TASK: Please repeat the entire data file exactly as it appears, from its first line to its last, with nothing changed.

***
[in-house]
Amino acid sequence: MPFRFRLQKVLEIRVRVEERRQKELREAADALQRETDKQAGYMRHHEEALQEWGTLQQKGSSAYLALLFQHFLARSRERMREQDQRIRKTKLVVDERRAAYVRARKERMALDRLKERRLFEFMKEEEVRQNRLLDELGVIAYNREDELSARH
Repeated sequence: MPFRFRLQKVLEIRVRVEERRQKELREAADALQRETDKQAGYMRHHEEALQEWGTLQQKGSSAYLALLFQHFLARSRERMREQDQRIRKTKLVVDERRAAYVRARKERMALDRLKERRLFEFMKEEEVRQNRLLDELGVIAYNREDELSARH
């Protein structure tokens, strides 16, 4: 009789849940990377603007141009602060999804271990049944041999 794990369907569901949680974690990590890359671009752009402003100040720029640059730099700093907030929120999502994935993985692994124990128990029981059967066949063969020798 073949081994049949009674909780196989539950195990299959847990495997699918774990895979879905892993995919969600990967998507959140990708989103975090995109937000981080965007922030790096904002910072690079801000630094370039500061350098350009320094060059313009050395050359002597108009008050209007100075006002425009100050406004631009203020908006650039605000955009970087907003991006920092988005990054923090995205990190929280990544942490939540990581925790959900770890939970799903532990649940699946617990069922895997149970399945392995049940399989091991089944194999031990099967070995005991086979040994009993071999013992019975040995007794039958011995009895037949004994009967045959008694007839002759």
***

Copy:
[in-house]
Amino acid sequence: MPFRFRLQKVLEIRVRVEERRQKELREAADALQRETDKQAGYMRHHEEALQEWGTLQQKGSSAYLALLFQHFLARSRERMREQDQRIRKTKLVVDERRAAYVRARKERMALDRLKERRLFEFMKEEEVRQNRLLDELGVIAYNREDELSARH
Repeated sequence: MPFRFRLQKVLEIRVRVEERRQKELREAADALQRETDKQAGYMRHHEEALQEWGTLQQKGSSAYLALLFQHFLARSRERMREQDQRIRKTKLVVDERRAAYVRARKERMALDRLKERRLFEFMKEEEVRQNRLLDELGVIAYNREDELSARH
């Protein structure tokens, strides 16, 4: 009789849940990377603007141009602060999804271990049944041999 794990369907569901949680974690990590890359671009752009402003100040720029640059730099700093907030929120999502994935993985692994124990128990029981059967066949063969020798 073949081994049949009674909780196989539950195990299959847990495997699918774990895979879905892993995919969600990967998507959140990708989103975090995109937000981080965007922030790096904002910072690079801000630094370039500061350098350009320094060059313009050395050359002597108009008050209007100075006002425009100050406004631009203020908006650039605000955009970087907003991006920092988005990054923090995205990190929280990544942490939540990581925790959900770890939970799903532990649940699946617990069922895997149970399945392995049940399989091991089944194999031990099967070995005991086979040994009993071999013992019975040995007794039958011995009895037949004994009967045959008694007839002759």